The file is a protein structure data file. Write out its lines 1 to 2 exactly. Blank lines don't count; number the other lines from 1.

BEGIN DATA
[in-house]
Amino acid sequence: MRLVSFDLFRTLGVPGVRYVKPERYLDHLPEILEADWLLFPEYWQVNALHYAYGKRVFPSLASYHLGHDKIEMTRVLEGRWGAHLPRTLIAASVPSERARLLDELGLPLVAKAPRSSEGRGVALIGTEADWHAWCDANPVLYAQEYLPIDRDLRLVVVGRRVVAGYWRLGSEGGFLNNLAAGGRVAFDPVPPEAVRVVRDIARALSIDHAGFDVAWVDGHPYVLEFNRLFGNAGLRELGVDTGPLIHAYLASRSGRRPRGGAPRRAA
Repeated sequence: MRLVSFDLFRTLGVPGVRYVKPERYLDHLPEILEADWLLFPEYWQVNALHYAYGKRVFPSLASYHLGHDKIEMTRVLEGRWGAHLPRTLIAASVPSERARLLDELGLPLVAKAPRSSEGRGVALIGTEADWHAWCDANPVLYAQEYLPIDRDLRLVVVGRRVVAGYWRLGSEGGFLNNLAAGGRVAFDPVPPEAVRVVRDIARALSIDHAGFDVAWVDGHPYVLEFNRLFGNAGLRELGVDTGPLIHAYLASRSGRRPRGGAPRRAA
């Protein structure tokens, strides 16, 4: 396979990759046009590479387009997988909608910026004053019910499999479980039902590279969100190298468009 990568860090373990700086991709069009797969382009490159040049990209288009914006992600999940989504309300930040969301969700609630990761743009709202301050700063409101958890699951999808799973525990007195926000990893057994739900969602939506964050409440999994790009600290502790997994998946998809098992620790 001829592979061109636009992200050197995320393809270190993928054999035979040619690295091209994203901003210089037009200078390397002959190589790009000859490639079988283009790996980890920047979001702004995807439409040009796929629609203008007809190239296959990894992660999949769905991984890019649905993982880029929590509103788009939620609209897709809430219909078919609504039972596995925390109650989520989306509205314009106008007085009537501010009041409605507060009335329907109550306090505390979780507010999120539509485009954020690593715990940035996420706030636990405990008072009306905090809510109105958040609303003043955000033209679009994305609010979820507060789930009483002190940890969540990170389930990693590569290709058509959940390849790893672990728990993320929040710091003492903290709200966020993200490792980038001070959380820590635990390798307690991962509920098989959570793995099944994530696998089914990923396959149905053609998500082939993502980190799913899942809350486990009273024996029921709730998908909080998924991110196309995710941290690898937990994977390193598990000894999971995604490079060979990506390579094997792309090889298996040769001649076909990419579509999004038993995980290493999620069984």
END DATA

[in-house]
Amino acid sequence: MRLVSFDLFRTLGVPGVRYVKPERYLDHLPEILEADWLLFPEYWQVNALHYAYGKRVFPSLASYHLGHDKIEMTRVLEGRWGAHLPRTLIAASVPSERARLLDELGLPLVAKAPRSSEGRGVALIGTEADWHAWCDANPVLYAQEYLPIDRDLRLVVVGRRVVAGYWRLGSEGGFLNNLAAGGRVAFDPVPPEAVRVVRDIARALSIDHAGFDVAWVDGHPYVLEFNRLFGNAGLRELGVDTGPLIHAYLASRSGRRPRGGAPRRAA